Wednesday, November 17, 2010

(just between us)

this time...., and do not roll your eyes up to the mighty sky thinking: here we go ,how many excuses can this one come up with!
this time i have been neglecting this space because I got lost and busy trying new literary genres, weird books and it is absolutely not my fault.
this better stay between us and it is only to be considered a sort of "intermission post", in between posts, one to keep your attention alive and your faith ( too dramatic of a word, forgive) into the existence of this blog. (back in ma'good old days and in the old country the tv intermission consisted of roughly ten, ten!, minutes of the same lovely and bucolic tune of an harp, which functioned as background to a slide show of polaroyd images representing landscapes ,little villages and monuments of Italy, like old postcards)
Anyhow, I cannot bring myself to write much because I am literally stuck with a big book a thick one. Maybe to talk about a boys' book versus a girls' book is a sign of short-sightedness, literary sexism and so on and so forth and this would be a whole new debate in need for a post-post, not an intermission-post, but I bet you if you go out on the street and randomly interview people asking them whether they have ever read people like Louis L'Amour or Asimov, you come out with more men answering positively than women; just as if you ask them if they have ever read Jane Eyre or Wuthering Heights the women would count more yeses on their sides.Then ,of course you have the exceptions like Ayn Rand , Agatha Christie, Patterson or Grisham, universally ingested regardless of gender, religion,ethnicity, political party (maybe not the Ayn Rand's books ,I started noticing a pattern there). Generalizations are, by definition, outrageous but at the same time also reliable generic guidelines, and so the recurrent image in my eyes of the veteran buying Cussler or Clancy ,or the lady grabbing her purchased Nora Robert or Debbie Macomber with newly manicured and flashy square nails doesn't make the apple fall too far from the tree. However the book I am reading further shook my already wabbly theories and defied their core suppositions. The author is indubitably established and his talent widely recognized, but he seems to be flying low on the celebrity sky, not making much fuss even though he made his voice loud and clear in two genres very hard to approach as their audience is very particular about what they want to be fed (in my opinion only, this is not a fact) : Graphic Novels, once called Comics, and Sci-fi, although his books aren't sci-fi perse.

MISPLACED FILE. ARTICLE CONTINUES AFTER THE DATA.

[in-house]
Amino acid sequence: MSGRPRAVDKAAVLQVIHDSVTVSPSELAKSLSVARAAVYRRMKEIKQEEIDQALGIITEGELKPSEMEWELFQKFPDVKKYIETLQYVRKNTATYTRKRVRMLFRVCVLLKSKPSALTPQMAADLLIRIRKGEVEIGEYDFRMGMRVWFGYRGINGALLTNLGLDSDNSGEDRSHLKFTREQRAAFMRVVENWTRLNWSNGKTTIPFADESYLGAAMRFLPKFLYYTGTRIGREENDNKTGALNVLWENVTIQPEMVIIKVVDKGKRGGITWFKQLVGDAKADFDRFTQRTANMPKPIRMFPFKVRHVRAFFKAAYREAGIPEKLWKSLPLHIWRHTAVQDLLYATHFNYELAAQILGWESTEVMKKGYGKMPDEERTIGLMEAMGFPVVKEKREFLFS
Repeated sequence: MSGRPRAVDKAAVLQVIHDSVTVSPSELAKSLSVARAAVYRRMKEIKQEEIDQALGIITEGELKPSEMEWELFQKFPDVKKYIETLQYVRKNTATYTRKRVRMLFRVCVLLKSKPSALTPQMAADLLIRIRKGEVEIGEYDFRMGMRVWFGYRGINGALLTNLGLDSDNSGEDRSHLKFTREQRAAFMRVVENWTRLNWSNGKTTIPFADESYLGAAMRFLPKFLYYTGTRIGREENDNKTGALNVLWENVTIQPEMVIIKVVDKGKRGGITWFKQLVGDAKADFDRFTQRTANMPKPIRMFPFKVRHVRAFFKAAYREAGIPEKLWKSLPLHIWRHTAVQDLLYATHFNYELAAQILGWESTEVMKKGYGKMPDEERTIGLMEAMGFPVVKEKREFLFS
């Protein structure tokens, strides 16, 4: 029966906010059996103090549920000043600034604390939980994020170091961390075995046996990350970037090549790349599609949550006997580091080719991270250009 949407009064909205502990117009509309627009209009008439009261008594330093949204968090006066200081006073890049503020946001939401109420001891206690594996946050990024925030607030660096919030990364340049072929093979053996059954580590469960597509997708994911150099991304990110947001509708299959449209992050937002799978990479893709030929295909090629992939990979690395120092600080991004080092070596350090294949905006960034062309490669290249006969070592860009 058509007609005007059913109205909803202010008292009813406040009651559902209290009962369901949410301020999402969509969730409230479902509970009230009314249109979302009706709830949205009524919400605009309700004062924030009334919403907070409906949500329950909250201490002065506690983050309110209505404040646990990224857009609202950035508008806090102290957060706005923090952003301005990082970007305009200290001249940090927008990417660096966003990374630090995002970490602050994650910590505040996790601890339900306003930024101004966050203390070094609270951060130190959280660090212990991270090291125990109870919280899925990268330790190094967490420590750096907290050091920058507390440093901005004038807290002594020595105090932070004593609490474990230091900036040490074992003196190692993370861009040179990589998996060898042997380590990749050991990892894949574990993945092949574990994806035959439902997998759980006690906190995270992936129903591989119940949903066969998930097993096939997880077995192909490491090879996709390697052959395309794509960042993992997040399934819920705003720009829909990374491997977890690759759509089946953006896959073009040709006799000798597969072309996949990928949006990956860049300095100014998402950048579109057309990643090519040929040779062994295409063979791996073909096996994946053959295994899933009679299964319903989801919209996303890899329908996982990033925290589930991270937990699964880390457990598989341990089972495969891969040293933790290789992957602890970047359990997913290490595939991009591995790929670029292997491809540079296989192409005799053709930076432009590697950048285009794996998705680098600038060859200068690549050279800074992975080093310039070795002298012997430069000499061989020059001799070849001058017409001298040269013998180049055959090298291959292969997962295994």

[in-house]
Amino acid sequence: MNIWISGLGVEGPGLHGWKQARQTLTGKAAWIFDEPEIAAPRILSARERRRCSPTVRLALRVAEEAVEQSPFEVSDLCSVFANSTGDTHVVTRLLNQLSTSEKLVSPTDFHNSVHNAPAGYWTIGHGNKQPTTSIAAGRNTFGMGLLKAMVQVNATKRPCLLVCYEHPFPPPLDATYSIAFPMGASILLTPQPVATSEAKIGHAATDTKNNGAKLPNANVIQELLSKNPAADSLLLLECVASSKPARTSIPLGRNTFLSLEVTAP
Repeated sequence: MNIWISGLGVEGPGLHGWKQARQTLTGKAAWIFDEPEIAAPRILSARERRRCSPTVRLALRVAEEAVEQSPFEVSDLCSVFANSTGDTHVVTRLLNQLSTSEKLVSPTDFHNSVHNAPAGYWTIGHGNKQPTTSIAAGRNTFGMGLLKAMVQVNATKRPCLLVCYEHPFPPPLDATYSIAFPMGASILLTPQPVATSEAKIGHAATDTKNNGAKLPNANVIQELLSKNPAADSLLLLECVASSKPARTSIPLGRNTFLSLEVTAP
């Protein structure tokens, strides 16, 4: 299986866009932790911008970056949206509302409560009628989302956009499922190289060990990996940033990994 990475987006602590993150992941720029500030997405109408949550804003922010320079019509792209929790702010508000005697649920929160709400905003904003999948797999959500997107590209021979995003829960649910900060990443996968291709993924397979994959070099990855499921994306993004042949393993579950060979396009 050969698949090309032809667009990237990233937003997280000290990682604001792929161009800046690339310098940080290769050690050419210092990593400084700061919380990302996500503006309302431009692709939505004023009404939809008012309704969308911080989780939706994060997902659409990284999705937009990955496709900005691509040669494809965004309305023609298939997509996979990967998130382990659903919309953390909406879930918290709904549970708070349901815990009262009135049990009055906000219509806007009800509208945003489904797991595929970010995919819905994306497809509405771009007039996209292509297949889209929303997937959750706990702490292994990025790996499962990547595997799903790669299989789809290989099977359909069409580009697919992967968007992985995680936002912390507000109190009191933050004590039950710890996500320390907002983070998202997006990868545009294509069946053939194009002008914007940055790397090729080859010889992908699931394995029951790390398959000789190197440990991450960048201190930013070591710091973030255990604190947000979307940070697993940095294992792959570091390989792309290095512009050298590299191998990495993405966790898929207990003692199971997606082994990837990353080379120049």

Guessed yet? (Violet, you've already won the Harry Potter contest, so zip it)
English. Ah, and a third category now that I come to think of it: young adults literature, two books, one with a female heroine (not just for girls) and one with the male hero( not just for boys).
He loves mythology....
Neil Gaiman, American Gods. A fantasy book for guys, right?
Well, I'm half way through it, I picked it up after a series of his books' appearances on the shelves of the store, and the comments made by the customers who bought them, and now I am hooked. I keep asking myself whether that is going to turn me into a female sci-fi weirdo geek ( outrageous generalizations...), and I am still suspicious over the fact that I cannot put it down ,but once the judgments and labels habits are put aside all I'm left with is a good read in my hands.

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